GJ: I believe that having an individual that’s knowledgeable on state unclaimed property laws does protect holders. Being that the laws are so broadly written, if a holder were to attempt to undergo an unclaimed property audit without proper guidance or oversight, they may find themselves in a position where they feel they are being manipulated, or if you will – bullied.

Unfortunately, as well documented and legally challenged in some instances, you do have some auditors and audit firms out there that will take a more aggressive approach because of the incentivized fee structure in place. Some States are moving to prohibit contingent fee audits, just as they are prohibited on most tax audits.

KUP: What are some of the more aggressive audit tactics you have seen or heard?

GJ: We’ve heard and seen scenarios where an auditor will advise a holder not to conduct due diligence – when in fact due diligence is required by States. Certain auditors will have conversations and then negotiate what documents are readily available and researchable, knowing that most holders may not understand the implications of such acknowledgements.

Counsel or appropriate representation should be solicited in such discussions, as this may directly impact or justify the extrapolation and estimation methodologies. Many holders don’t understand how an auditor will actually view or interpret what’s due and payable, or what’s considered available and researchable.

The result is often an assessment that includes properties that probably shouldn’t be included in audit scope. Proper representation and cognizance of the unclaimed property environment is often the difference between a multi-million dollar audit discovery and true immaterial liability.

KUP: You have extensive experience within the Oil & Gas industry as both an auditor and consultant. What’s a current trend you’re seeing in the energy space at the moment.

GJ: One particularly eye opening issue pertains to bankruptcy filings and audits. In environments where a holder has emerged from bankruptcy or has actually filed the petition to enter into bankruptcy, the common understanding is that any liabilities up to the petition date are released upon court order confirmation.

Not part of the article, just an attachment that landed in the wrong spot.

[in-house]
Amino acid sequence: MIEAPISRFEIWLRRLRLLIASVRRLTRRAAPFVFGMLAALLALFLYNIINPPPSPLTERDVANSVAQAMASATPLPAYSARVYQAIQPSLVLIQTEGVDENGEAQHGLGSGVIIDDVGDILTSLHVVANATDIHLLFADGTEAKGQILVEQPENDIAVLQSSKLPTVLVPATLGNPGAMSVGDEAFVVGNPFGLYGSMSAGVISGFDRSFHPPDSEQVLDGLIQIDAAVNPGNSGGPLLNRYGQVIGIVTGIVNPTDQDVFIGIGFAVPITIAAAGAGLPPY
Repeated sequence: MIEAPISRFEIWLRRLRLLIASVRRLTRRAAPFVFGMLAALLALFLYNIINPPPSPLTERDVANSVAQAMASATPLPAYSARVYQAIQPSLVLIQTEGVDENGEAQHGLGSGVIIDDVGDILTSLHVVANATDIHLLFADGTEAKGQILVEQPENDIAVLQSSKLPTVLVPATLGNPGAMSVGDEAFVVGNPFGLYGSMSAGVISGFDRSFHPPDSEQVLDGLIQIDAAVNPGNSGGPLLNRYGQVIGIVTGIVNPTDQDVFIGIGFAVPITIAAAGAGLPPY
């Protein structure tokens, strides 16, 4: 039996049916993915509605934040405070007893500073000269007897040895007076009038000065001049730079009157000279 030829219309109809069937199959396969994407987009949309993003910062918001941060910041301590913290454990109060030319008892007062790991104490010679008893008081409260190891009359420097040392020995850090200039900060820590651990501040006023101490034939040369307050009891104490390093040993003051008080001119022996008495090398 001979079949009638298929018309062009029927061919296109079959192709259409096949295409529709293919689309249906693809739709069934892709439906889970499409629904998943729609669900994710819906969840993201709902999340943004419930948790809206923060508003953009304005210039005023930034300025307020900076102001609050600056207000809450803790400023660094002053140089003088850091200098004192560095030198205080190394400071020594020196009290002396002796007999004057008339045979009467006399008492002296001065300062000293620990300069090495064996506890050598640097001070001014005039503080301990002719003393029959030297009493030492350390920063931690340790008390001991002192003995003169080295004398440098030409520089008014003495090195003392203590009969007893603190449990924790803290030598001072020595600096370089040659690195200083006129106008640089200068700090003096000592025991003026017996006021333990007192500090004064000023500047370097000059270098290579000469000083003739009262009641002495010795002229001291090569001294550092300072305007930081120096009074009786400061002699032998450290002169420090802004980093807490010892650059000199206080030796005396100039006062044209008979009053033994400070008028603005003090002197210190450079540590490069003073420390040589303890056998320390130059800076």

Several states are getting more aggressive in their pursuit of properties that would have actually met prescription for escheatment. Under such scenario, several States are now submitting claims to the state, and ultimately challenging the release of properties that should have been reported prior to the bankruptcy ruling.

KUP: Have the auditors and the states they represent been successful in these efforts?

GJ: Yes! I’ve been a part of legal proceedings where the State successfully settled for 30-50 percent of the properties identified in the audit. I’ve also been a party to unsuccessful pursuits of those released due to bankruptcy properties, where the argument of the Supremacy of federal bankruptcy law to State escheatment law has prevailed. Timing of the States response to bankruptcy notice, as well as holder due diligence has been the critical element(s) in all outcomes.

Depending on when the bankruptcy petition is filed or granted and when the examination is issued, we’ve seen auditors go back to the state requesting to amend the scope of the audit to include property owed to creditors listed on the official creditor’s matrix filed with the bankruptcy court.

The state takes the position that in the absence of owner responses to the property, those properties should be reported as unclaimed property so that the state may fulfill its custodial duty and respond to any claims that may arise.